You expect to see reindeer at a holiday parade. But an artisan herd?
Spectators at Saturday's annual North Fork Children's Christmas Parade and Party will be greeted with quite a sight: 17 area artists transformed into a herd of strange and majestic deer celebrating the holiday.
Each artist will be hiding under a cape — artistically decorated, of course — and thrusting a deer head with antlers high into the air as horns blare and bells ring.
The artists hope the effect will be something between jaunty holiday cheer and the mystery of a masquerade, in which anonymity and artistic impulse swirl into a celebratory high.
We caught up via email with North Fork resident Marij Bouwmans, recently featured in exhibitions at Fig Tree Gallery and Corridor 2122, to talk about her concept for this intriguing-sounding experiment in performance art.
Question: How many artists will be joining you?
Answer: The Artisan Herd of North Fork consists of seven bucks, eight does, one fawn and one "horn man."
Ever done it before?
This is the 16th annual Christmas parade put on by the North Fork Boosters, a nonprofit service organization, with donations from the community.
(The event is held annually for the children of the community of North Fork. Santa will be at the North Fork Town Hall following the parade to meet the children.)
I have been a spectator for seven of these 16 years. This year, I rounded up my artist friends and invited them to join me in this year's parade.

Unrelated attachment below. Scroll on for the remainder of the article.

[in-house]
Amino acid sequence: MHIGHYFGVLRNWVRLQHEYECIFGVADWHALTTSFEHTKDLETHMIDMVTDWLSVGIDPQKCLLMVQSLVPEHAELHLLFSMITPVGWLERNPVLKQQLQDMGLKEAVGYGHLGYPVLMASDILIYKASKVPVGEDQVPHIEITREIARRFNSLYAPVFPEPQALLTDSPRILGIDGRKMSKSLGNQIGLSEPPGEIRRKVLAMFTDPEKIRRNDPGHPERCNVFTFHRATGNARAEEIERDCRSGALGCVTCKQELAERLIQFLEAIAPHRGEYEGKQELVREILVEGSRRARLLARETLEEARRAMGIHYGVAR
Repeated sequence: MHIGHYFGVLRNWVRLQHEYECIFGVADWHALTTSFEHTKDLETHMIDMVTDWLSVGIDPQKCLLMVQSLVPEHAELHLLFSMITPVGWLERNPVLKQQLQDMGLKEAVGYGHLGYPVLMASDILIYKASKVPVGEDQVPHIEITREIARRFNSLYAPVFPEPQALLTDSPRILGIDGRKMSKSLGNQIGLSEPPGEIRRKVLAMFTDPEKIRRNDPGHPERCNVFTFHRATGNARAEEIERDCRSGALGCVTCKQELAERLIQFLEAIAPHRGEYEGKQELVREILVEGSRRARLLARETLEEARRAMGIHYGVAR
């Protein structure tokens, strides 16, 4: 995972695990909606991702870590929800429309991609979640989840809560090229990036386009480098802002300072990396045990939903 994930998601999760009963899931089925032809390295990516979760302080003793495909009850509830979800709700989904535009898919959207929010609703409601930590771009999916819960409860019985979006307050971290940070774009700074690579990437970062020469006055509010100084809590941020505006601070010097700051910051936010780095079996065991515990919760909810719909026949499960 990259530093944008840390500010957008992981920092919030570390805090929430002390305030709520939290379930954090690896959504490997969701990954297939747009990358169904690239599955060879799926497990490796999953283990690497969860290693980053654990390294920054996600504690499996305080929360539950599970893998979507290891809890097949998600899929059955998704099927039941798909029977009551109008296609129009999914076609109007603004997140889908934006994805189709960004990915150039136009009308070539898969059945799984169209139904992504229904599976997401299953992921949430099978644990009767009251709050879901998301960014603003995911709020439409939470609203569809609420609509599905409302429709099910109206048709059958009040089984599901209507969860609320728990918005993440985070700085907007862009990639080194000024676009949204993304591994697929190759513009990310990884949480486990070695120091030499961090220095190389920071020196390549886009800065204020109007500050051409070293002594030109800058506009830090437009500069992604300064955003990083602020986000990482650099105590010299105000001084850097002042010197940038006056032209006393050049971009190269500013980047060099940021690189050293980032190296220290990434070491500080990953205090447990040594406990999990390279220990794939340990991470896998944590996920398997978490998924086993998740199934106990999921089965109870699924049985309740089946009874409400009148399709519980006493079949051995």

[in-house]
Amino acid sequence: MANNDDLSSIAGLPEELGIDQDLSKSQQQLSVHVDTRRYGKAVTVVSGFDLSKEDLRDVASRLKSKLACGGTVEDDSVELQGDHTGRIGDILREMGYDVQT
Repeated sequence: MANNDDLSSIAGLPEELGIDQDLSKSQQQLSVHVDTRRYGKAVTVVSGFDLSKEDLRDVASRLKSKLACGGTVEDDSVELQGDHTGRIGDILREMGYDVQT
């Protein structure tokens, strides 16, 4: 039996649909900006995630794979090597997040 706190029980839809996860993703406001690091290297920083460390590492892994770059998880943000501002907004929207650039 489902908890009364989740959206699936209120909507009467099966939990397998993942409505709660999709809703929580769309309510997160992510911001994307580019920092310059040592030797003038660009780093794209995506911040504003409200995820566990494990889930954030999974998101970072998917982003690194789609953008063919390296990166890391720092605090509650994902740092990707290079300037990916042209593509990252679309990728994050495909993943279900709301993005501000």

Terrance Reimer, a photographer living in North Fork, brought his relentless enthusiasm to my plan and then the rest of the group followed easily.
The participants could purchase a wooden deer head with a set of manzanita branches as antlers for $10 from local artist Charlie Overstreet and would be completely free to maximize their deer image dress in the most outrageous or elegant ways they would want to come up with.
Deer have deep mythological meaning, besides being the contemporary sled pullers for Santa. Their role of sled pullers may be a variation of a much older myth, namely, pulling the Winter Solstice around.
This pagan meaning adds a nice layer to deer imagery since the majority of artists felt limited by the modern symbology of the reindeer with a red nose.
You're an artist and psychologist. What are your thoughts on masquerades? Do you have personal experience?
I come from a Catholic background and right before Lent we would have four days of Carnival. And that meant in my Dutch town that there would be a parade, and people would dress up in character. This custom continued till far into adulthood.
My interest in analytic psychology later in life transformed the meaning of these carnival events for me. It made the connection between the masquerades and pagan rituals.
And that a mask also helps in acting deeper layers of oneself in a safe way. Much like what happens in dreams, where we seem to be able to get involved in all kinds of situations with all kind of people, often times showing elements of oneself that we may or not may want to know about.
But you won't get too heavy about the subtext, right?
Yeah. We like to keep it light since it is a children's parade. We will be handing out candy. We count on a lot fun hiding under a deer costume.
North Fork annual Children's Christmas Parade and Party, 2 p.m. Saturday, downtown North Fork. (559) 676-7766. Free.
The reporter can be reached at (559) 441-6373, firstname.lastname@example.org and @donaldbeearts on Twitter. Read his blog at fresnobeehive.com.